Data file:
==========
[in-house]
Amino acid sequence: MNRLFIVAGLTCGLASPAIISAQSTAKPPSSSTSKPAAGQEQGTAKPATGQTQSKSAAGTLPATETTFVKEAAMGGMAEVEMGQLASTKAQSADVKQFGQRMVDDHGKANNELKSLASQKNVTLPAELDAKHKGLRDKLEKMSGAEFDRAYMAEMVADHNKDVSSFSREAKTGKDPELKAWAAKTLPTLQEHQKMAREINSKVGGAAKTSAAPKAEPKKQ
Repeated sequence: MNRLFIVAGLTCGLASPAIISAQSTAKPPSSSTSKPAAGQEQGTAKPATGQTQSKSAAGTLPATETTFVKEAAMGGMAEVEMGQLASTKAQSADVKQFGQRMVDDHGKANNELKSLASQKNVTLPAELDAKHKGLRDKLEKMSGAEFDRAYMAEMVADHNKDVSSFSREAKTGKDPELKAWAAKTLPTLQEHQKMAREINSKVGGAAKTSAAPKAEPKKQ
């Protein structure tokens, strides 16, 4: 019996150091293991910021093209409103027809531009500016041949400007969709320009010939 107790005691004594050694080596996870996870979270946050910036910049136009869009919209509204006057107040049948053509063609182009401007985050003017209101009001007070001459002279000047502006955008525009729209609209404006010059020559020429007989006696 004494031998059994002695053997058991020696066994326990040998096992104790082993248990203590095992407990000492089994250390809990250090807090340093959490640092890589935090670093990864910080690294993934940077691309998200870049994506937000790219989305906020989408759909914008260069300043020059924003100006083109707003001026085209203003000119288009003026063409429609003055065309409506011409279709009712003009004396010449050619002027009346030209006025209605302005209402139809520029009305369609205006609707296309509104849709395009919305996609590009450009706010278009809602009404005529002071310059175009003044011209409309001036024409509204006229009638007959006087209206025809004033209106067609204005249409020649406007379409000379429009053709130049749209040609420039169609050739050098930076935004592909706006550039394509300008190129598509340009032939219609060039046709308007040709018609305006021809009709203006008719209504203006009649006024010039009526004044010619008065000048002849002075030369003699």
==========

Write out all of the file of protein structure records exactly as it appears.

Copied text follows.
[in-house]
Amino acid sequence: MNRLFIVAGLTCGLASPAIISAQSTAKPPSSSTSKPAAGQEQGTAKPATGQTQSKSAAGTLPATETTFVKEAAMGGMAEVEMGQLASTKAQSADVKQFGQRMVDDHGKANNELKSLASQKNVTLPAELDAKHKGLRDKLEKMSGAEFDRAYMAEMVADHNKDVSSFSREAKTGKDPELKAWAAKTLPTLQEHQKMAREINSKVGGAAKTSAAPKAEPKKQ
Repeated sequence: MNRLFIVAGLTCGLASPAIISAQSTAKPPSSSTSKPAAGQEQGTAKPATGQTQSKSAAGTLPATETTFVKEAAMGGMAEVEMGQLASTKAQSADVKQFGQRMVDDHGKANNELKSLASQKNVTLPAELDAKHKGLRDKLEKMSGAEFDRAYMAEMVADHNKDVSSFSREAKTGKDPELKAWAAKTLPTLQEHQKMAREINSKVGGAAKTSAAPKAEPKKQ
């Protein structure tokens, strides 16, 4: 019996150091293991910021093209409103027809531009500016041949400007969709320009010939 107790005691004594050694080596996870996870979270946050910036910049136009869009919209509204006057107040049948053509063609182009401007985050003017209101009001007070001459002279000047502006955008525009729209609209404006010059020559020429007989006696 004494031998059994002695053997058991020696066994326990040998096992104790082993248990203590095992407990000492089994250390809990250090807090340093959490640092890589935090670093990864910080690294993934940077691309998200870049994506937000790219989305906020989408759909914008260069300043020059924003100006083109707003001026085209203003000119288009003026063409429609003055065309409506011409279709009712003009004396010449050619002027009346030209006025209605302005209402139809520029009305369609205006609707296309509104849709395009919305996609590009450009706010278009809602009404005529002071310059175009003044011209409309001036024409509204006229009638007959006087209206025809004033209106067609204005249409020649406007379409000379429009053709130049749209040609420039169609050739050098930076935004592909706006550039394509300008190129598509340009032939219609060039046709308007040709018609305006021809009709203006008719209504203006009649006024010039009526004044010619008065000048002849002075030369003699």